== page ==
Anne Frank: The Biography

Article excerpt

In Teju Cole's "Open City," a Moroccan character named Khalil claims that Europe lacks freedom because "[i]f you say anything about Israel, you have your mouth plugged with the six million." He is, of course, referring to the six million Jewish victims of the Holocaust.

The beauty and value of Anne Frank's diary, and the life-story that emerged from its publication, lies in the way it transforms that statistic into an individual life of artistic and intellectual promise. When I first read the diary as an adolescent, Anne's voice resonated: we shared a birthday and Jewish heritage, and I related to her crushes, rebellions and ambitions.

Initially I worried that revisiting that narrative might be superfluous and even (I'll admit it) potentially dry. Yet Melissa Muller's updated version of Anne Frank: The Biography is anything but.

In her comprehensive and nuanced portrait of Anne and her collapsing world, Muller has given us Anne Frank for adults. Whether describing the dynamics of Otto and Edith Frank's marriage, assessing the leaks that may have lead to the family's discovery (some of this is new material), or sketching a picture of Anne's world in the Annex and then, hauntingly, the camps, Muller's work is flawlessly researched and compellingly written.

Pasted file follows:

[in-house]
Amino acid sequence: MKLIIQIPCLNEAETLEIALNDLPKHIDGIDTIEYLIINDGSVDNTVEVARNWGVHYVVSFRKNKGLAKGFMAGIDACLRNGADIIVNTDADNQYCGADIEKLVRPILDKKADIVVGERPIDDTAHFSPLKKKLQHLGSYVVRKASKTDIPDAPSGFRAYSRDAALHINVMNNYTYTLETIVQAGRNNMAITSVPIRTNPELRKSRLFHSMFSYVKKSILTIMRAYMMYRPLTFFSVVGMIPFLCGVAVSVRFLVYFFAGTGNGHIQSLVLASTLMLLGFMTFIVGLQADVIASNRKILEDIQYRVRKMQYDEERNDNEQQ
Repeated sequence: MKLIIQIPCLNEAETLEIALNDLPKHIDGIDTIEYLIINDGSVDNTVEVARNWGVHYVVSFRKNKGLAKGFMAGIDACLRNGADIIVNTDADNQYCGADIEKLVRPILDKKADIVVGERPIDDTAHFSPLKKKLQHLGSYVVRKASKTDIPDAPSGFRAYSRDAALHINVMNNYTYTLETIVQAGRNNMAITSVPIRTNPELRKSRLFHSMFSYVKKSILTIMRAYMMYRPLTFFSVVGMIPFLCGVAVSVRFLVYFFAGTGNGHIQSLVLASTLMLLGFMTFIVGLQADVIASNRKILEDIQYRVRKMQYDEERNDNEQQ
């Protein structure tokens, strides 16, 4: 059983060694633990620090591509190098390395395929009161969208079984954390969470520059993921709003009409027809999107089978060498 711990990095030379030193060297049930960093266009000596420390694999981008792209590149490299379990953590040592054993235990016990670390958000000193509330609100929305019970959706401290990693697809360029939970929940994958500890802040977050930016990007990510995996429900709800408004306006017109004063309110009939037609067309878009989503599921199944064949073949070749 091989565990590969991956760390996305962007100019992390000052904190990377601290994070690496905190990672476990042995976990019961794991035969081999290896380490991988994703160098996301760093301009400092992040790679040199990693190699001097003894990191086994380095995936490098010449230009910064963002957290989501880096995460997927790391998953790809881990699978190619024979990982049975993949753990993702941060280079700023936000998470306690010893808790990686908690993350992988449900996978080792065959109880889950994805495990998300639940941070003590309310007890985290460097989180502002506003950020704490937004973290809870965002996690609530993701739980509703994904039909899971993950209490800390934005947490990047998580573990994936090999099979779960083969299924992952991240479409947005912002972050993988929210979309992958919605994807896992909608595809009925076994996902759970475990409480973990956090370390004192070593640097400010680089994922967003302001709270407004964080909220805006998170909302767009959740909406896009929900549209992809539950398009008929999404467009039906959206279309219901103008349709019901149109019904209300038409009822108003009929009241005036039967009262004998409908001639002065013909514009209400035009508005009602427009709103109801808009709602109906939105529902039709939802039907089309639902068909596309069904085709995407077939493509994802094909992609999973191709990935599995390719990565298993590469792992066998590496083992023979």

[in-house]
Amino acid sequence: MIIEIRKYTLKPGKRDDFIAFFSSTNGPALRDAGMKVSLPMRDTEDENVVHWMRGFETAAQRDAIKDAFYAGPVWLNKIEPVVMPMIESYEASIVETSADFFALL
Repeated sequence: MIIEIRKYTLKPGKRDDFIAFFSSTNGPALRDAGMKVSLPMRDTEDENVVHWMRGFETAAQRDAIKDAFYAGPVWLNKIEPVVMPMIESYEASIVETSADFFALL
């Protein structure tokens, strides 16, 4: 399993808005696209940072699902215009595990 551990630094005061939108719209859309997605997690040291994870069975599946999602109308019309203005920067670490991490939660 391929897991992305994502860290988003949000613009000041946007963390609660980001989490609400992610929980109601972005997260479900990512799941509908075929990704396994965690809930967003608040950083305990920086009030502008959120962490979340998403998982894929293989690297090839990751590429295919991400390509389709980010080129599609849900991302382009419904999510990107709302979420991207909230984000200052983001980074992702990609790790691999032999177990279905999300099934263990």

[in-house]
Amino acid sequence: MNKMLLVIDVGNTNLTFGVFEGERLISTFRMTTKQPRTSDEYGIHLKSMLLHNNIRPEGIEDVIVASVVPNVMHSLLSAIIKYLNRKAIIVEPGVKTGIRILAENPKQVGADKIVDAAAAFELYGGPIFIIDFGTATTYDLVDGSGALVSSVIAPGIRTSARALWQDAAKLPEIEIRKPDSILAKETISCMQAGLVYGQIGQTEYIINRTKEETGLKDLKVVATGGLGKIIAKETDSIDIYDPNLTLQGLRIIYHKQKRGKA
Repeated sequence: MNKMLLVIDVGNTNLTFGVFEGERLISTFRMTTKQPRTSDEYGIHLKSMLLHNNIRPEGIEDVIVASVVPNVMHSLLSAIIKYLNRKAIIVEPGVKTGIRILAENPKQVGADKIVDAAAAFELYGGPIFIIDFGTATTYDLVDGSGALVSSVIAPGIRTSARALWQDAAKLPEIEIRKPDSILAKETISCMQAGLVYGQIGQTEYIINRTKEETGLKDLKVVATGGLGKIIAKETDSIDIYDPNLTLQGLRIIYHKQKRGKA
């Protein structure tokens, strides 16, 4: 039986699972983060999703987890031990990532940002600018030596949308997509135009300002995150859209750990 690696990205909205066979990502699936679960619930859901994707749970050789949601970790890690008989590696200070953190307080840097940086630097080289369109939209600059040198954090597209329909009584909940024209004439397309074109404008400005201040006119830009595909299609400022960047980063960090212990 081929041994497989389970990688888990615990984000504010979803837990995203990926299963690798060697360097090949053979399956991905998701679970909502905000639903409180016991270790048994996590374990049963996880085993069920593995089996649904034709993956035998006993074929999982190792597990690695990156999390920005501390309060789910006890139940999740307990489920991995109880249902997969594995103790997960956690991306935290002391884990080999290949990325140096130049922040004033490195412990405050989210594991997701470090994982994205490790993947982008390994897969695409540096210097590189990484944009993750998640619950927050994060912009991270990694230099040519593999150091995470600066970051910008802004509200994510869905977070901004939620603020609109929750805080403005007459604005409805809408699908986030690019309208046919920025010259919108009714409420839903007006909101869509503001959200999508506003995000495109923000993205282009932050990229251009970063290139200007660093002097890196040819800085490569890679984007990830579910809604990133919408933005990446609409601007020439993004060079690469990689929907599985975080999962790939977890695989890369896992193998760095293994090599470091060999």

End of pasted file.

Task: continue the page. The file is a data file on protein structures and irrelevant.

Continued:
While offering a portrait of Anne - her growth as a writer, family, and relationships with friends and boyfriends ("Hello" Silberberg's story is especially interesting) - Muller also details Hitler's rise to power and its dire consequences for the Jewish people of Europe. To follow the inexorable movement from the Nuremberg Laws to the 1938 pogroms to the Dutch Jewish Council's compliance in rounding up victims for the camps is to be given a radical lesson in the material consequences of apathy and fear.

American audiences, who tend to cast themselves as heroes in World War II, might note our strategy "to delay and effectively stop for a temporary period of indefinite length the number of immigrants into the United States," as undersecretary of state Breckenridge Long put it. It was these practices that successfully kept the Franks in Holland, where all but Otto would be sent to their deaths at Auschwitz and Bergen-Belsen.

Muller subtly contrasts the tentativeness of Nathan Straus, the powerful New York businessman and Otto's longtime friend, who would only support his immigration through "established channels," with the "helpers," Miep Gies, Johannes Kleiman, Elisabeth "Bep" Voskuijl, and Victor Kugler, gentiles who went from working for Otto to supplying his family with provisions at great personal risk during their two years in hiding. …